Re: linux.git: printk() problem

From: Linus Torvalds
Date: Wed Oct 12 2016 - 11:47:15 EST

On Wed, Oct 12, 2016 at 6:30 AM, Tetsuo Handa
<penguin-kernel@xxxxxxxxxxxxxxxxxxx> wrote:
> I noticed that current linux.git generates hardly readable console output
> due to KERN_CONT changes. Are you suggesting developers that output like
> this be fixed?

Yes. Needing to add a few KERN_CONT markers was pretty much expected,
since it's about 5 years since we enfroced it and new code won't
necessarily have it (and even back then I don't think we _always_ got
it right).

That said, looking at the printk's in the lowmem code, I think it
could be useful if there was some effort to see if the code could
somehow avoid the multi-printk thing. This is actually one area where

(a) the problem actually happens while the system is running, rather
than booting

(b) I've seen line mixing in the past

but the short term fix is to just add KERN_CONT markers to the lines
that are continuations.

NOTE! The reason I mention that (a) thing that it has traditionally
made it much messier to do logging of continuation lines in the first
place (because more things are going on and often one problem leads to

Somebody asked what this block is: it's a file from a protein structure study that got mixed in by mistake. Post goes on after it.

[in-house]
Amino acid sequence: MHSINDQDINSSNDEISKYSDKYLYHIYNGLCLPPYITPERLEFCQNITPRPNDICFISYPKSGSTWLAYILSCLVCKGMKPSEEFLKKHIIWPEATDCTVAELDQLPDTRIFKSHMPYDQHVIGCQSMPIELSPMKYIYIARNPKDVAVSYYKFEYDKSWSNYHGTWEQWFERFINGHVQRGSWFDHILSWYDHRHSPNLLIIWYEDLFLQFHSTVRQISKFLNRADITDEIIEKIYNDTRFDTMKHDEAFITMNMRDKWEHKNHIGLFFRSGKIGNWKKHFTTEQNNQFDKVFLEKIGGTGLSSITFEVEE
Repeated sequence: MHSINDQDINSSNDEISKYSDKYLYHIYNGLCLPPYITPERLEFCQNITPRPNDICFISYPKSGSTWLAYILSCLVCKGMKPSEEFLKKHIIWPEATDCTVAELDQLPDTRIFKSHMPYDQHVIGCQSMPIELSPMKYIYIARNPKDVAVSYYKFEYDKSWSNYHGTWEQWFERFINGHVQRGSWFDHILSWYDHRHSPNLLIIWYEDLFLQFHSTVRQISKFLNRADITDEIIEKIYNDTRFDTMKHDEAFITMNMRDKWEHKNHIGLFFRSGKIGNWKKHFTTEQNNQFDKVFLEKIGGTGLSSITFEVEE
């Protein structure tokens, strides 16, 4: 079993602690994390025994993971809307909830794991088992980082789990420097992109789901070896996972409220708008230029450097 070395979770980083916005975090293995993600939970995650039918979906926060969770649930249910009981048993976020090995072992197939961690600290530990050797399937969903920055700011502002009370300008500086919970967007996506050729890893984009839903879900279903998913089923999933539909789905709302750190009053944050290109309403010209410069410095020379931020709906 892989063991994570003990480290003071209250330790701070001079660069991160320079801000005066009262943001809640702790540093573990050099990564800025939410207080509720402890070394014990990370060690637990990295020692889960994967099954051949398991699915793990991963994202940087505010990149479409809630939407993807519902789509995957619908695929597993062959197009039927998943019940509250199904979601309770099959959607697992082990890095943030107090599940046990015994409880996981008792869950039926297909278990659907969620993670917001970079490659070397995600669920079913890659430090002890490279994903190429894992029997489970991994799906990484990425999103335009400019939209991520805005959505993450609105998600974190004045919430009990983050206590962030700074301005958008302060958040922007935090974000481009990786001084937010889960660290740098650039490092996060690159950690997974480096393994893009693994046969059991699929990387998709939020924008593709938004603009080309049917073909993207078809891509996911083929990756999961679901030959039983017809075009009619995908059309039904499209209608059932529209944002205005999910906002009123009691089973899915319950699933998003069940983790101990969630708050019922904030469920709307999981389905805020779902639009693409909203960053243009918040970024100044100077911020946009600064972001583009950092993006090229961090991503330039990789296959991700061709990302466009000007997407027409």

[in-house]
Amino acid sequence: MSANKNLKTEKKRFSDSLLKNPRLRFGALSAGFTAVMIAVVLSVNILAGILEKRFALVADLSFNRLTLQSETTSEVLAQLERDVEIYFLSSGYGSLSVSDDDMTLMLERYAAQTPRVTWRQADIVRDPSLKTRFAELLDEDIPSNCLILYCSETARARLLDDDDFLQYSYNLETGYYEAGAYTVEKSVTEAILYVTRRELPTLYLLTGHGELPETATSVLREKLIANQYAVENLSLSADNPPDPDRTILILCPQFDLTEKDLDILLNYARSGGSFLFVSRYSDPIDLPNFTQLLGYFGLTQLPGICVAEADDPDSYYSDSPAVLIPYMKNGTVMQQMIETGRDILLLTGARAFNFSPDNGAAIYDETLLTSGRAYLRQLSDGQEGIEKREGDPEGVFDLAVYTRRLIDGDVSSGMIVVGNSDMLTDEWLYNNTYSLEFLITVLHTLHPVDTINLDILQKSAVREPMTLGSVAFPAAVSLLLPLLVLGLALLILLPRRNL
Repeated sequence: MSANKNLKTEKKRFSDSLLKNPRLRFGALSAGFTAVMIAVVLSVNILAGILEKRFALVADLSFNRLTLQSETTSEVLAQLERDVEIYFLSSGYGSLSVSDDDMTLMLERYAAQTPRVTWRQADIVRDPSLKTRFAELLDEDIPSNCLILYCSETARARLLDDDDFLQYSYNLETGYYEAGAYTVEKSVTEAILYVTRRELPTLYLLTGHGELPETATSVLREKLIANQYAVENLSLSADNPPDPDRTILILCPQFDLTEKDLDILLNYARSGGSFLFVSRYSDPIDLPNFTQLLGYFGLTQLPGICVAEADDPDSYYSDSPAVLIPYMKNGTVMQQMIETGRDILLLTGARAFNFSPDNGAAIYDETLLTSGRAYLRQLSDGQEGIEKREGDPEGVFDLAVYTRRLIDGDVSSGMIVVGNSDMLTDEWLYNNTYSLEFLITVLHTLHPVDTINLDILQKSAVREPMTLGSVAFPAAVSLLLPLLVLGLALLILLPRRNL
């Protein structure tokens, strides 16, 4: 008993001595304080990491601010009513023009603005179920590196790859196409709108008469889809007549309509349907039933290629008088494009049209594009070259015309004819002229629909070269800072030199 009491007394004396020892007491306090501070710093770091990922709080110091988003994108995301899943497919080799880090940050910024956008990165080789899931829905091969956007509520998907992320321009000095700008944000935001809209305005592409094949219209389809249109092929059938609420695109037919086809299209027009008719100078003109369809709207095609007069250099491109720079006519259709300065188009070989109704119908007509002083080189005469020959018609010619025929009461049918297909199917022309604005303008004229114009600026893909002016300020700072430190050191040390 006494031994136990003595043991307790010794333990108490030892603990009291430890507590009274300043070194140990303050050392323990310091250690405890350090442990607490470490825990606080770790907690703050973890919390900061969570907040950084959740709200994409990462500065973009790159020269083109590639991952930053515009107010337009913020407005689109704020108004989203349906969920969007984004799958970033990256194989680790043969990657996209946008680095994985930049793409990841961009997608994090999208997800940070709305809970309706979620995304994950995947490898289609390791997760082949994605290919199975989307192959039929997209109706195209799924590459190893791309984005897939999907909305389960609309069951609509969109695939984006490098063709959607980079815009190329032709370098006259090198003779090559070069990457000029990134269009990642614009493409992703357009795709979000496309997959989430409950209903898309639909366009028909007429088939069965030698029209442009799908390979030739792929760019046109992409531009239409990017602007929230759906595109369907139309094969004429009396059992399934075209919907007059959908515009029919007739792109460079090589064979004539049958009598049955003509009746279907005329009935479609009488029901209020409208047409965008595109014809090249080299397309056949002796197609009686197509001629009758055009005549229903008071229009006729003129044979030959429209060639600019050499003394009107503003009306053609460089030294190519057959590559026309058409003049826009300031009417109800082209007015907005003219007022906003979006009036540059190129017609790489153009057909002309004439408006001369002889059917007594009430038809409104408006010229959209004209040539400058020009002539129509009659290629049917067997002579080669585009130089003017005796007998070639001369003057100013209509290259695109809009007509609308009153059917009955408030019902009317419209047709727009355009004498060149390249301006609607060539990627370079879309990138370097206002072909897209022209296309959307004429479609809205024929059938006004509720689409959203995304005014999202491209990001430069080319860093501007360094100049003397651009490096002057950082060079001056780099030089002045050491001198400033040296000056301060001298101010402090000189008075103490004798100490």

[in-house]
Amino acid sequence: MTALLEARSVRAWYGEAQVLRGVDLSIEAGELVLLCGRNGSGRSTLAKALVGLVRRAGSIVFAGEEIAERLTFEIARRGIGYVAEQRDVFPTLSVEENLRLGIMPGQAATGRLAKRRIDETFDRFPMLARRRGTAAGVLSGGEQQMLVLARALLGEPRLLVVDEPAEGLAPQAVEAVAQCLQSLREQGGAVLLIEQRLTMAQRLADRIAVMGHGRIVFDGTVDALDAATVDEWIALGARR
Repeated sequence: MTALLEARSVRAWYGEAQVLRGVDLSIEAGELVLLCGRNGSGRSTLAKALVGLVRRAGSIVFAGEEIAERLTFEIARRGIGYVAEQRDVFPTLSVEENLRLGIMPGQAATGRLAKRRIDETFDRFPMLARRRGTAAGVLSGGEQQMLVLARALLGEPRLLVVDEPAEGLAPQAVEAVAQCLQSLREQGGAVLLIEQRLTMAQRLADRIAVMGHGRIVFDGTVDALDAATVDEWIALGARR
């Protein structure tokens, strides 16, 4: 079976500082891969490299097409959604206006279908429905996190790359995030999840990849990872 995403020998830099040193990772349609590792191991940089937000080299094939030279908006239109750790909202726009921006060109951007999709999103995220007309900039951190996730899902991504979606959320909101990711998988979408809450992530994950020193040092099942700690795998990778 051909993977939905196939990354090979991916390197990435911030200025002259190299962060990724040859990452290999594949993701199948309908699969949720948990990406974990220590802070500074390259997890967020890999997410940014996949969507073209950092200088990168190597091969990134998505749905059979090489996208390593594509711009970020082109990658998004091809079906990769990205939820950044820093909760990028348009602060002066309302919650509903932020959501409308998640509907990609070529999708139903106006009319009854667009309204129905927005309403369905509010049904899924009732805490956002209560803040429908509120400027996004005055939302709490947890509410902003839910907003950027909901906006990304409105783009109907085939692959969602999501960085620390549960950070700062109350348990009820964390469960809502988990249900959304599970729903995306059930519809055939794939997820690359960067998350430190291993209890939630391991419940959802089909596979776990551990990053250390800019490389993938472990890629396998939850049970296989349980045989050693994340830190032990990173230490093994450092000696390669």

another and then the mixing is much more likely), but I actually
intentionally made it more likely to trigger the flushing issue in
commit bfd8d3f23b51 ("printk: make reading the kernel log flush
pending lines").

So if there is an active system logger that is reading messages *when*
one of those "one line in multiple printk's" things happen, that log
reader will now potentially cause the logging to be broken up because
the act of reading will flush the pending lines.

Now, honestly, that is something that we may end up reverting, but I'd
_like_ to try not to. Because without that flushing, there might be
one last partial line that the logger never sees. So it was me trying
to be aggressive about those partial lines, and the *hope* is that we
can just keep it, and that we can look at areas that have problems
with it.

We'll see. But the other issues are easily fixed by just adding
KERN_CONT where appropriate. It was actually very much what you were
supposed to do before too, if only as a marker to others that "yes,
I'm actually doing this, and no, I'm not supposed to have a log level"
(but with the new world order you actually *can* combine KERN_CONT
with a loglevel, so that if the beginning od the line got flushed, the
continuation can still be printed with the right log level).